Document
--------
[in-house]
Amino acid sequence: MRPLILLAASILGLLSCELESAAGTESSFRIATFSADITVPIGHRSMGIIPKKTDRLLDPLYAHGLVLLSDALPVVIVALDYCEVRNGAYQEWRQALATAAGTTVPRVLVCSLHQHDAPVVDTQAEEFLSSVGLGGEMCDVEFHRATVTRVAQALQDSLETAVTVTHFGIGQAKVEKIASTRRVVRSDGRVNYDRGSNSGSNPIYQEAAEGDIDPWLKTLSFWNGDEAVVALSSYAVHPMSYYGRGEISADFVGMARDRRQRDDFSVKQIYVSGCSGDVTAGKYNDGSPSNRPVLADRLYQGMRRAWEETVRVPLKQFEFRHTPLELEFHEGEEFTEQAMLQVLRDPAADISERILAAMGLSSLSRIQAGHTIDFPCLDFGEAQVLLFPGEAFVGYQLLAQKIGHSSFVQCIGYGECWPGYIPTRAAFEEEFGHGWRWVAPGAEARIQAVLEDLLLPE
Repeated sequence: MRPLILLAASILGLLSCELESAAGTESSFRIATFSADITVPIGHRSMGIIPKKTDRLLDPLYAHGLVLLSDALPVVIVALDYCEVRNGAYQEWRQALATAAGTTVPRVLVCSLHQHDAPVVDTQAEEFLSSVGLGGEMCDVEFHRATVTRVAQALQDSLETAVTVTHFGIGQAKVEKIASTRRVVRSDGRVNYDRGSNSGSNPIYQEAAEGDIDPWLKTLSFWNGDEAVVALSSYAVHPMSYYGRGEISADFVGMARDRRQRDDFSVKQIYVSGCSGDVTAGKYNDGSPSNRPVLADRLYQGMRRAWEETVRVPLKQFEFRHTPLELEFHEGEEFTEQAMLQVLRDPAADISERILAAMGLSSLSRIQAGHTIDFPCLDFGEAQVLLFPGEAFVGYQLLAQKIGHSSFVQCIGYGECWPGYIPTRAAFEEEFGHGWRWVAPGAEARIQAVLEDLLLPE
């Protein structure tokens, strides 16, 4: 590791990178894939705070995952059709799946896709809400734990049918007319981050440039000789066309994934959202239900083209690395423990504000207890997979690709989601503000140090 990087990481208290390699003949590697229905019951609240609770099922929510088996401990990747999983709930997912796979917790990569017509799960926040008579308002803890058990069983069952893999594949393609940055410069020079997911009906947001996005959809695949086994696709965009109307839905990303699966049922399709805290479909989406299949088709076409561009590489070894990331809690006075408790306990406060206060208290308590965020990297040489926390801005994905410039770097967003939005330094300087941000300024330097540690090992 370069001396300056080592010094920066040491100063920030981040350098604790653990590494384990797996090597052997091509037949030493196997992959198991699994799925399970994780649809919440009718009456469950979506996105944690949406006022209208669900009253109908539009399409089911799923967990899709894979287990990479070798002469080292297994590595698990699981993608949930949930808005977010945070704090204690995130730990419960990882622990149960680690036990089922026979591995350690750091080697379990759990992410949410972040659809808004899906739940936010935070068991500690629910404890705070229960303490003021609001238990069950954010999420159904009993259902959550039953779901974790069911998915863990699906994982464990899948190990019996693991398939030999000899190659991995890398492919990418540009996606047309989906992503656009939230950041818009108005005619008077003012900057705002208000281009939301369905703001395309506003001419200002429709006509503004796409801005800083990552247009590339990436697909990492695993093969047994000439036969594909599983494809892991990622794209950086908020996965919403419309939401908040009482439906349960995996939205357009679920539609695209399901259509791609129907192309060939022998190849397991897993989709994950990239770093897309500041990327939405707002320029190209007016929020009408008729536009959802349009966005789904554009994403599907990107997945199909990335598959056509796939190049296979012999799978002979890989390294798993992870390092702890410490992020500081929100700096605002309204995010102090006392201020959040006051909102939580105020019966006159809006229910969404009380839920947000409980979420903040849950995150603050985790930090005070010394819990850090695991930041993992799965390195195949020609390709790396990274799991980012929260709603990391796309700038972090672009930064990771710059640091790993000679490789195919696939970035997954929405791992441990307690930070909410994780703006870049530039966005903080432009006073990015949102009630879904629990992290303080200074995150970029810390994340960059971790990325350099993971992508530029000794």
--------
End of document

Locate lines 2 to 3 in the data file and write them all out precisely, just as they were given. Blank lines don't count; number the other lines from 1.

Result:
Amino acid sequence: MRPLILLAASILGLLSCELESAAGTESSFRIATFSADITVPIGHRSMGIIPKKTDRLLDPLYAHGLVLLSDALPVVIVALDYCEVRNGAYQEWRQALATAAGTTVPRVLVCSLHQHDAPVVDTQAEEFLSSVGLGGEMCDVEFHRATVTRVAQALQDSLETAVTVTHFGIGQAKVEKIASTRRVVRSDGRVNYDRGSNSGSNPIYQEAAEGDIDPWLKTLSFWNGDEAVVALSSYAVHPMSYYGRGEISADFVGMARDRRQRDDFSVKQIYVSGCSGDVTAGKYNDGSPSNRPVLADRLYQGMRRAWEETVRVPLKQFEFRHTPLELEFHEGEEFTEQAMLQVLRDPAADISERILAAMGLSSLSRIQAGHTIDFPCLDFGEAQVLLFPGEAFVGYQLLAQKIGHSSFVQCIGYGECWPGYIPTRAAFEEEFGHGWRWVAPGAEARIQAVLEDLLLPE
Repeated sequence: MRPLILLAASILGLLSCELESAAGTESSFRIATFSADITVPIGHRSMGIIPKKTDRLLDPLYAHGLVLLSDALPVVIVALDYCEVRNGAYQEWRQALATAAGTTVPRVLVCSLHQHDAPVVDTQAEEFLSSVGLGGEMCDVEFHRATVTRVAQALQDSLETAVTVTHFGIGQAKVEKIASTRRVVRSDGRVNYDRGSNSGSNPIYQEAAEGDIDPWLKTLSFWNGDEAVVALSSYAVHPMSYYGRGEISADFVGMARDRRQRDDFSVKQIYVSGCSGDVTAGKYNDGSPSNRPVLADRLYQGMRRAWEETVRVPLKQFEFRHTPLELEFHEGEEFTEQAMLQVLRDPAADISERILAAMGLSSLSRIQAGHTIDFPCLDFGEAQVLLFPGEAFVGYQLLAQKIGHSSFVQCIGYGECWPGYIPTRAAFEEEFGHGWRWVAPGAEARIQAVLEDLLLPE